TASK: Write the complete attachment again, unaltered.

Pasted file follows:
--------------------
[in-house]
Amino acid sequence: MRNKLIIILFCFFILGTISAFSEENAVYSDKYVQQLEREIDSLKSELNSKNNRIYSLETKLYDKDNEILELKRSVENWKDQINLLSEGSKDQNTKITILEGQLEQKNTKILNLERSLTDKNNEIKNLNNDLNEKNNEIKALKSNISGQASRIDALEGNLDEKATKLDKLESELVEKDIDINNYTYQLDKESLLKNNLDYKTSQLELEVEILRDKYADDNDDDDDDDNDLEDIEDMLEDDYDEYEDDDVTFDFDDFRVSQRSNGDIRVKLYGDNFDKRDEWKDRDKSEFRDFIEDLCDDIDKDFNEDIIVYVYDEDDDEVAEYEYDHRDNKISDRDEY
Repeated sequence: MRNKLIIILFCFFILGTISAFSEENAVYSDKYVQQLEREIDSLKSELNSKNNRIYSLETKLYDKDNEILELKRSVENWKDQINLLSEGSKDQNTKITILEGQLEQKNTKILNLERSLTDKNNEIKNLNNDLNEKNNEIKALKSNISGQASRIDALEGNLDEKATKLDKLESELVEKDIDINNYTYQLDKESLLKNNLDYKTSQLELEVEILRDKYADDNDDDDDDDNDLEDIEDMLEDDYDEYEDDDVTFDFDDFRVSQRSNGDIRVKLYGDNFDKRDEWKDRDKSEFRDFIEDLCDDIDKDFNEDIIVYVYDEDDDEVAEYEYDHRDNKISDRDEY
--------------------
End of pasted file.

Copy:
[in-house]
Amino acid sequence: MRNKLIIILFCFFILGTISAFSEENAVYSDKYVQQLEREIDSLKSELNSKNNRIYSLETKLYDKDNEILELKRSVENWKDQINLLSEGSKDQNTKITILEGQLEQKNTKILNLERSLTDKNNEIKNLNNDLNEKNNEIKALKSNISGQASRIDALEGNLDEKATKLDKLESELVEKDIDINNYTYQLDKESLLKNNLDYKTSQLELEVEILRDKYADDNDDDDDDDNDLEDIEDMLEDDYDEYEDDDVTFDFDDFRVSQRSNGDIRVKLYGDNFDKRDEWKDRDKSEFRDFIEDLCDDIDKDFNEDIIVYVYDEDDDEVAEYEYDHRDNKISDRDEY
Repeated sequence: MRNKLIIILFCFFILGTISAFSEENAVYSDKYVQQLEREIDSLKSELNSKNNRIYSLETKLYDKDNEILELKRSVENWKDQINLLSEGSKDQNTKITILEGQLEQKNTKILNLERSLTDKNNEIKNLNNDLNEKNNEIKALKSNISGQASRIDALEGNLDEKATKLDKLESELVEKDIDINNYTYQLDKESLLKNNLDYKTSQLELEVEILRDKYADDNDDDDDDDNDLEDIEDMLEDDYDEYEDDDVTFDFDDFRVSQRSNGDIRVKLYGDNFDKRDEWKDRDKSEFRDFIEDLCDDIDKDFNEDIIVYVYDEDDDEVAEYEYDHRDNKISDRDEY